Ten Things I Love About Ovilla Road

14117967_1197411463635697_4902979874426544245_nPeople need to hear the words “I love you.” I try and tell my wife and kids I love them every day.  The phrase is bigger than just a superficial recognition.  It’s a phrase used to express a covenant commitment in the relationship.  Churches are no different.

Here are ten things I love about my church. These items are not the only things I love, just things that are stirring in me right now.

  1. Uncool – Now some people might take issue with this, thinking they are cool when they are really not, but I genuinely love the fact that we are not hip, trendy, laser loving, and a smoke machine driven church. Don’t get me wrong, we have some cool and fun people to be around, but it’s hard making liturgy cool.  For me, it’s being drawn into the ancient, the stuff the church has been doing for thousands of years, the ordinary means of grace that makes us cool.  The reading of scripture, preaching of the Word, baptism, the Lord’s supper, and discipline are counter cultural to where many churches are headed, but for us, it’s a desired sweet spot.
  2. Multi-generational – I love the fact when I bring my kids to church, they are surrounded by people who have been here for thirty years and are in their 80’s and some who have just been here for a few that are in their 20’s. We are a diverse body that hasn’t narrowed in on a specific age group, demographic, or socio-economic class, but is rather pursuing gospel-centered community that transcends age and differences.
  3. Staff – I love my staff. They are an eclectic bunch made up of introverts and extroverts and every known combination of Meyers Brigs you can think of.  They are for collaboration and willing to stick it out and work through the hard things.  They are supportive of one another, open, and understand we are all on the same team. They are willing to do what it takes, stay the extra hours, and pursue excellence not for the sake of excellence, but because Christ has excellently served us.  I am grateful for all of them.
  4. Elders – Almost five years ago, when our family moved to serve as the Senior Pastor here, it was partly because of the Elders and the wisdom that comes with the counsel of many. They have kind and understanding hearts.  They are open to change and willing to do whatever it takes to see people reached with the gospel and grow in their relationship.  They are some of the most committed and forgiving men I have ever served with.
  5. Confession of Sin and Prayer – I see this on a weekly basis, God’s people gathering to confess where they are weak, to pray with one another in the services and in their Care Groups, bearing one another’s burdens and seeking the presence of the Lord together.
  6. High view of Scripture – We believe in the inerrant, infallible, and sufficient Word of God. In some circles we’d be called fundamentalists, and maybe that’s true, but at least we are not mad about it.
  7. High view of Church Membership – It’s true denominationalism as a whole is in decline, and church’s seem to minimize membership at every turn. I’m thankful that our church want’s to belong to a community that goes beyond a Sunday morning experience.  That we are committing to one another as a family, as a husband and wife do at the marriage alter, for better or worse, till death separate us.  It’s about belonging, taking care of, and being committed to one another.
  8. Liturgy – Liturgy is not something usually associated in Baptist circles, but I have to admit, I love the familiarity of opening and closing the service reading Scripture.  I love the regular practice of baptism and the Lord’s supper.  I love the intentionality in connecting the songs we sing to the message being preached.  I love the familiar.
  9. Ordinary – In the day and age of bigger is better, do extra-ordinary things for God, I’m glad to belong to a group that understands that it’s okay to be called into ordinary acts of extraordinary faithfulness. These acts of faithfulness embodied in the stay at home moms who change diapers and care for their children, the families who go out to serve their neighbors by mowing their grass, or helping with plumbing problems.  They are embodied in the parents who work 40-50 hours a week to provide for their families and then come home at night to play with their kids or coach their soccer teams.  Most of our people will never be known in the history books as doing BIG things for God and their names will never be great, but they understand that God has ordained the ordinary moments of life to give extraordinary means of grace.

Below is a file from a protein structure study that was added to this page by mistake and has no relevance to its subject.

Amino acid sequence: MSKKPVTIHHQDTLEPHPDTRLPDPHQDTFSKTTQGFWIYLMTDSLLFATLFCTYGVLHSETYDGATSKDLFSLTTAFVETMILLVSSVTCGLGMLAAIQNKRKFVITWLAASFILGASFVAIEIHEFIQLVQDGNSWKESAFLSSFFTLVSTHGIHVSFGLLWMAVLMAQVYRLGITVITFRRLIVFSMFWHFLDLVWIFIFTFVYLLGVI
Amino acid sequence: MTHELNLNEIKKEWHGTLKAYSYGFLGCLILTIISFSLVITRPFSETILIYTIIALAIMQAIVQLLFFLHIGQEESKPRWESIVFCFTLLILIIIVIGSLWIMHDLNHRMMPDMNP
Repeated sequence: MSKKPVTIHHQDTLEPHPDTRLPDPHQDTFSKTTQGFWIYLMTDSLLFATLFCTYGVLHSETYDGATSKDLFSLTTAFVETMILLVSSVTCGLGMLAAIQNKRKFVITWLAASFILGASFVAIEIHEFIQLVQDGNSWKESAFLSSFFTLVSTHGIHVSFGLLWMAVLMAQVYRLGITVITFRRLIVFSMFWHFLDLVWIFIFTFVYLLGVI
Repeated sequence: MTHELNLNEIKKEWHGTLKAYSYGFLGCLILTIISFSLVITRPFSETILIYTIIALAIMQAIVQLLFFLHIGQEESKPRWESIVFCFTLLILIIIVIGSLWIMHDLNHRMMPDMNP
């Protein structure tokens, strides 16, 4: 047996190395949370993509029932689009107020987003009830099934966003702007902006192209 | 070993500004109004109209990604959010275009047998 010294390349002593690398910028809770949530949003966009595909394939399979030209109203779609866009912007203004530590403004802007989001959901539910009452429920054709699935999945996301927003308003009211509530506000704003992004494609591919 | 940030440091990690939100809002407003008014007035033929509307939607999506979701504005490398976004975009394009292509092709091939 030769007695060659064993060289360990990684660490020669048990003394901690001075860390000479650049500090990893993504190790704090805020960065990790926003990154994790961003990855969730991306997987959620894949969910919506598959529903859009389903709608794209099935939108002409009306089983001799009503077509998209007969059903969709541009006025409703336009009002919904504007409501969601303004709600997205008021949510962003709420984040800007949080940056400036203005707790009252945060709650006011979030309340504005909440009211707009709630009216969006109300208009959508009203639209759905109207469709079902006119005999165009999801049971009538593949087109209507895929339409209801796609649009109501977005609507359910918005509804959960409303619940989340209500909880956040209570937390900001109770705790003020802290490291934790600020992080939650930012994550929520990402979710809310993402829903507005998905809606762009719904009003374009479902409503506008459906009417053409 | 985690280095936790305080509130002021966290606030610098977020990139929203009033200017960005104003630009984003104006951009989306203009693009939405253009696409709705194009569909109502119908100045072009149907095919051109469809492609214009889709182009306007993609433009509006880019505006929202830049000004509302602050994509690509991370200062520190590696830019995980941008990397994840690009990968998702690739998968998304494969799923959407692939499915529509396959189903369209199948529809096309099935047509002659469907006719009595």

10. Laughter – Whether it’s a deacon’s or elder’s meeting, a staff meeting, or Sunday morning service, there usually involves someone smiling and laughing. My church is a place of joy and lots of smiles.  Sure we have hard things we deal with from time to time, but they always seem to remember that Jesus died to deliver me from my sorrows and has called me to walk in joy and life, and that includes lots of genuine smiles.

I love you Ovilla Road and am honored to be your Pastor.

Being Bitter and Dwelling In Hurt

hurtI’ll admit it, I’m bitter. I’m bitter and up until recently, I didn’t realize it. God has made me in his image and therefore wired me for relationships, even though he made me an introvert.  Relationships involve people. Relationships are messy. People disappoint, plans get changed, and the beat goes on. In the middle of the hurt, I’m tasked with guarding my heart, for it is the wellspring of life, (Proverbs 4:23). What does that even mean, to guard my heart? If my heart is my inner self that includes my thoughts, will, affections, and emotions, how do I protect it? Figuring out how to protect it, begins with understanding where my heart is prone to wander.

Too often, I find my heart wandering around in the dwelling and retelling: dwelling in past mistakes, and retelling how I was wronged. I don’t often realize how quickly this attitude creates a posture of distrust and cynicism. Not dealing with hurt and dwelling in bitterness only makes me hostile in my heart and paranoid in my thinking. Bitterness is one of those sins that blinds me from recognizing my own role and culpability. It causes withdrawal, it breeds contempt, and it’s rooted in my self-righteousness.

The world tells me I have a right to be bitter. It tells me to listen to my inner consciousness, to dwell on a childhood trauma, to understand my unmet emotional needs, or simply just blame the man, whoever that guy actually is? The gospel speaks about my bitterness in another way. It speaks about it in the context of freedom: freedom to live, walk, and abide in forgiveness.